Inside Wyoming’s rough, tough underground

Boom and bust cycles shape the fates of Wyoming’s young people.

 

Fans mosh during a hometown album release party for The-Front, a punk rock band, in Casper, Wyoming.
Ryan Dorgan

We meet wild man Freddy Martinez, an acid-tripping biker, at the start of J.J. Anselmi’s new book, Heavy: A Memoir of Wyoming, BMX, Drugs, and Heavy Fucking Music. But he’s dead by the third page, setting a bleak tone for Anselmi’s story of growing up in and eventually leaving a small high-desert mining town: Rock Springs, Wyoming.

“I had my first encounter with suicide when I was nine, and my dad’s best friend, Freddy Martinez, shot himself with a twelve-gauge shotgun,” Anselmi writes.

Martinez would work the nearby oilfields for eight or nine months at a time and then quit to blow his money on partying and travel until he was broke. Anselmi paints his life and death as products of the nauseating boom-and-bust cycle in which Rock Springs and its residents have always been trapped.

Another of Anselmi’s father’s close friends, Joey Hay, “looked like Dennis Hopper’s character in Easy Rider.” Hay led a turbulent life and shot himself, too.

“In the center of my brain, as well as my dad’s, Freddy’s, and Joey’s, I imagine that there’s a crumbling diorama of Rock Springs,” Anselmi writes. “Cracks slither across roads and sidewalks, and paint peels off decrepit houses. Dust, tumbleweeds, and bits of human detritus, blown by wind, flit through town. Rust and dirt cover the Rock Springs Coal arch.”

Suicide — Wyoming’s rate is perennially among the highest in the nation — is just one among myriad confounding elements that Anselmi faces in Rock Springs. In eighth grade, deliberately rebelling against his father’s stoner habits, he chooses a drug-free “straightedge” lifestyle and embraces atheism, heavy metal music and bone-breaking BMX riding. In his late teens, though, Anselmi covers his skin with tattoos and joins his wayward peers in bingeing on alcohol, weed and LSD. Much of the book takes place in dingy bedrooms and basements, interspersed with forays into Rock Springs history: Anselmi’s own grandfather, for example, who was investigated by 60 Minutes for mob ties; the 1885 Rock Springs massacre, in which white railroad workers murdered 28 Chinese immigrants; the periodic appearance of sinkholes when abandoned mine shafts beneath Rock Springs yawn open like pits to hell.

In a way, Heavy seems like a sequel to another recollection of life in the underbelly of a small Wyoming town, Karol Griffin’s memoir Skin Deep: Tattoos, the Disappearing West, Very Bad Men, and My Deep Love for Them All. Griffin inked her first customer as a tattoo artist in Laramie, Wyoming, in 1990, before Anselmi was in kindergarten. She was old enough to have been his mother, and their books read like a two-part saga in which the reader witnesses how both trauma and resilience are passed from one generation of Wyoming misfits to the next.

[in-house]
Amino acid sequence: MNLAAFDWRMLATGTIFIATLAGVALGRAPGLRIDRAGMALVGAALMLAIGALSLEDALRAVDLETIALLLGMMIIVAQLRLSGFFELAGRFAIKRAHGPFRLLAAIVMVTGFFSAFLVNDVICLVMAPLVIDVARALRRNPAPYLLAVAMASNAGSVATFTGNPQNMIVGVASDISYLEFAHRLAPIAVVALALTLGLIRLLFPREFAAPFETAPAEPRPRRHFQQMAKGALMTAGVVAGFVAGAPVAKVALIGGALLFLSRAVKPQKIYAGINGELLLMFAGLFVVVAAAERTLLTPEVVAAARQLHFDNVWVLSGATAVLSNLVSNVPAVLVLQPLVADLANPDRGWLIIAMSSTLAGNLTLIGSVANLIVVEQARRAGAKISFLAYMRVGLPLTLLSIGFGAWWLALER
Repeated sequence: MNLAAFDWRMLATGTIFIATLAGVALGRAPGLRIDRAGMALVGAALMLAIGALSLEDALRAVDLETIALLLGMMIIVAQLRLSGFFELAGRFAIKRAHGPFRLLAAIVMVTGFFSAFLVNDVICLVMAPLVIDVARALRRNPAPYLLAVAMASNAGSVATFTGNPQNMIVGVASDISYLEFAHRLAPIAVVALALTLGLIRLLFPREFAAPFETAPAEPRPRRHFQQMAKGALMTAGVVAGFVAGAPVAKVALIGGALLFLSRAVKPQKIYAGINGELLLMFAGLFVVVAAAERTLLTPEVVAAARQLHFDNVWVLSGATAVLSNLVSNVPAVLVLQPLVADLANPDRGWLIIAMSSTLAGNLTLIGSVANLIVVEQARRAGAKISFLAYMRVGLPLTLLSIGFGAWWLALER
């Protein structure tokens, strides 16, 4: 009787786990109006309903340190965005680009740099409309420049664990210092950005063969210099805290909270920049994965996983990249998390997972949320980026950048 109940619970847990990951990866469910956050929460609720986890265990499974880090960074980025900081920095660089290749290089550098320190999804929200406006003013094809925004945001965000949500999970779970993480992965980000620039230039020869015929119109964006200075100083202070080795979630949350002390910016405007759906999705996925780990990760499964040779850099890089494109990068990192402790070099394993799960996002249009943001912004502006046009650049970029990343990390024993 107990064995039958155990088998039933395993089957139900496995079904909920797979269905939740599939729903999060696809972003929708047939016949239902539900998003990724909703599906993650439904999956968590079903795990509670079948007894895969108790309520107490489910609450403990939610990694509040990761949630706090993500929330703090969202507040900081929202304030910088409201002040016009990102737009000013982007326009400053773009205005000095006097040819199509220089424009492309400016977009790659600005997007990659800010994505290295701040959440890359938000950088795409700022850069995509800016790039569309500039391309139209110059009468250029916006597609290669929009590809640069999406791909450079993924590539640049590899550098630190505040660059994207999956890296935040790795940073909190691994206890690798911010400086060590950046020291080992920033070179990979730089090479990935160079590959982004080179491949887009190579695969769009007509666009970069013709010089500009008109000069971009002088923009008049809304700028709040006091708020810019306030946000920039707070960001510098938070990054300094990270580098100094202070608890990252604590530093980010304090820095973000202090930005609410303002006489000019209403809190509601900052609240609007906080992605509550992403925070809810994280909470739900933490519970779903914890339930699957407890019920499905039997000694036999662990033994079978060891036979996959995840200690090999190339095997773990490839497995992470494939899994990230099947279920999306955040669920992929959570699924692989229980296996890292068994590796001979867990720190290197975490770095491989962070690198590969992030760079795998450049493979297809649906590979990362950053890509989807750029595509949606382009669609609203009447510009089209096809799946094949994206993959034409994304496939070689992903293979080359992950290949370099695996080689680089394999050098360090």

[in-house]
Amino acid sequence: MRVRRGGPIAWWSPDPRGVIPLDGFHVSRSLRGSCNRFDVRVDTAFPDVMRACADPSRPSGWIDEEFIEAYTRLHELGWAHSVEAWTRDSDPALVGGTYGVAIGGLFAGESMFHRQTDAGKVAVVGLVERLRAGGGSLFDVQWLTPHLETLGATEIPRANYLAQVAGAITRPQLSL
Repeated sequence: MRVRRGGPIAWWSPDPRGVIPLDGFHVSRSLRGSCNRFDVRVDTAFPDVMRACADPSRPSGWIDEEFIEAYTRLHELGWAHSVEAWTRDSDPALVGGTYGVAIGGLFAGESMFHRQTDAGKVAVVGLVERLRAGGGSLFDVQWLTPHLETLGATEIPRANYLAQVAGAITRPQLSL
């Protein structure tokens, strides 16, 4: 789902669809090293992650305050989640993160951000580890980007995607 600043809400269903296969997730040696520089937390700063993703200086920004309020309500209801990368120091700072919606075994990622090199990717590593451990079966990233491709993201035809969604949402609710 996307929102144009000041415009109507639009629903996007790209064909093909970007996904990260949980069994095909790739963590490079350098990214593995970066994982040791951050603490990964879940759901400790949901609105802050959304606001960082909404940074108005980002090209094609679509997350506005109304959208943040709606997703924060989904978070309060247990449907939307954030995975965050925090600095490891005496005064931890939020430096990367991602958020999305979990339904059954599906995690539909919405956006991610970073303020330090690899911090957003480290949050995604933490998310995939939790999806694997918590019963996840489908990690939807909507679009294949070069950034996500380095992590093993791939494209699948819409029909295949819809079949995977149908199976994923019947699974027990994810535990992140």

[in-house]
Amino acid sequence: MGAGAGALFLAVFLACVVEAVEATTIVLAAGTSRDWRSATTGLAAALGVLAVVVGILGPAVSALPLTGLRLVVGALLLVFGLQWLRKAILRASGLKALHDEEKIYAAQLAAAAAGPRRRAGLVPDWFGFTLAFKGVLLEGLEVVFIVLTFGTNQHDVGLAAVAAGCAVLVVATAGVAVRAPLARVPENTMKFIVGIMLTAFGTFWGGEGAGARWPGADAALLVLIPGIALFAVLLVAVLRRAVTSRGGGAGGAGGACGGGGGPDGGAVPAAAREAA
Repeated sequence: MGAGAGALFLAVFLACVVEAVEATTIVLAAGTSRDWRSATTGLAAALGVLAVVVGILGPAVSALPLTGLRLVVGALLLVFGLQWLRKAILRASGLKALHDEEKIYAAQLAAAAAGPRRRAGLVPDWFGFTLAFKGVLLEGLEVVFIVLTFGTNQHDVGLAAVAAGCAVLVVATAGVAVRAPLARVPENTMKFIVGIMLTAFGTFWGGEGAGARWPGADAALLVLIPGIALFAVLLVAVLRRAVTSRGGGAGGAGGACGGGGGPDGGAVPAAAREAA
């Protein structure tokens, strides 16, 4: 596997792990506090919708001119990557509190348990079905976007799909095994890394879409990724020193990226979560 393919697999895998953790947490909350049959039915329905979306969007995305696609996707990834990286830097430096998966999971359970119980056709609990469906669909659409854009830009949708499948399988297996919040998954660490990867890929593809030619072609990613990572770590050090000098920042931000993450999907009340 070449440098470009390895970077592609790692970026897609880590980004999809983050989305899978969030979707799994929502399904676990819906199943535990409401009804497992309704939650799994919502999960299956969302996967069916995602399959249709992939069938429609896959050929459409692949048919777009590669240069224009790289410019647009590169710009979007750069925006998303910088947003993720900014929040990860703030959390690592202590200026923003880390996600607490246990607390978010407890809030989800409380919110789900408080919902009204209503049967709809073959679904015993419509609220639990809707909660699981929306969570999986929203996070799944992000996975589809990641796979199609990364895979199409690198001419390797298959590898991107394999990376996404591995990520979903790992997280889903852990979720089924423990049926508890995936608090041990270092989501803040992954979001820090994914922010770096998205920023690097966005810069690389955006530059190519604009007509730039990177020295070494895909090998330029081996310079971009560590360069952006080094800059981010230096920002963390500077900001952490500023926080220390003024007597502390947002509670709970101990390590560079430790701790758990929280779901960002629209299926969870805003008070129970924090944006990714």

Griffin has more fun and makes a much better rebel, engaging in wild romances with dangerous men and considering herself an heiress to the Western outlaw tradition. Her friends and lovers carry guns, wear leather jackets, do jail stints, and are equally adept on a Harley or a horse. Griffin meets her first true love, Rick, as he receives a tattoo from her boss; it says “Mr. No Credit,” a reference to Rick’s cash-only drug business.

Griffin never loses her romantic view of the West, while Anselmi’s vision remains unflinchingly dystopic. Each new coffee shop and subdivision seems like an encroachment on the land and lifestyle Griffin loves. But, she writes, “I stay (in Wyoming) because I know the outer limits of the hardness of this place, and because it’s more beautiful in its severity than easier places I’ve seen.” Unlike Anselmi, however, who never found a reason to stay, Griffin came from an easier place herself — a nurturing, stable, middle-class home. Her book ends with a paean to Western optimism, which she believes stems from “the connection between people and an unforgiving landscape, half hope and half faith about what people can survive. …” But Griffin’s own story ended much too soon:  She died in 2010 at the age of 47 from liver failure, leaving behind an adolescent son, whose father, last we knew from Skin Deep, was in prison. Anselmi, meanwhile, went on to earn a graduate degree and currently teaches at a community college in Minnesota.

Griffin’s memoir begins with a clinical description of how to give a tattoo — the physiology involved, the equipment, the technique. Heavy ends in an actual clinic, where Anselmi has his tattoos removed by excision, a process that leaves grotesque scars. For both authors, their tattoos are tied to a sense of place. “Each one reminded me of who I was and where I was from,” Anselmi writes. “In Wyoming, my tattoos were badass. In Austin and Denver, they made me feel like a white trash jerk.” As he deconstructs his desperate search for identity — concluding that it was being an outsider in Rock Springs that prompted him to get tattooed — Anselmi suggests Wyoming brought out the worst in him.

This is an uncomfortable conclusion to an uncomfortable book, particularly for people who might bristle at its damning portrait of Rock Springs. But Anselmi’s story is valuable for that very reason. Wyoming is struggling to retain its bright, creative young people. Heavy makes it painfully clear why so many of them leave.

Heavy: A Memoir of Wyoming, BMX, Drugs, and Heavy Fucking Music
J.J. Anselmi

327 pages, softcover: $15.95.

Rare Bird Books, 2016. 

Skin Deep: Tattoos, the Disappearing West, Very Bad Men, and My Deep Love for Them All
Karol Griffin

304 pages, hardcover

Harcourt, 2003 (out of print)


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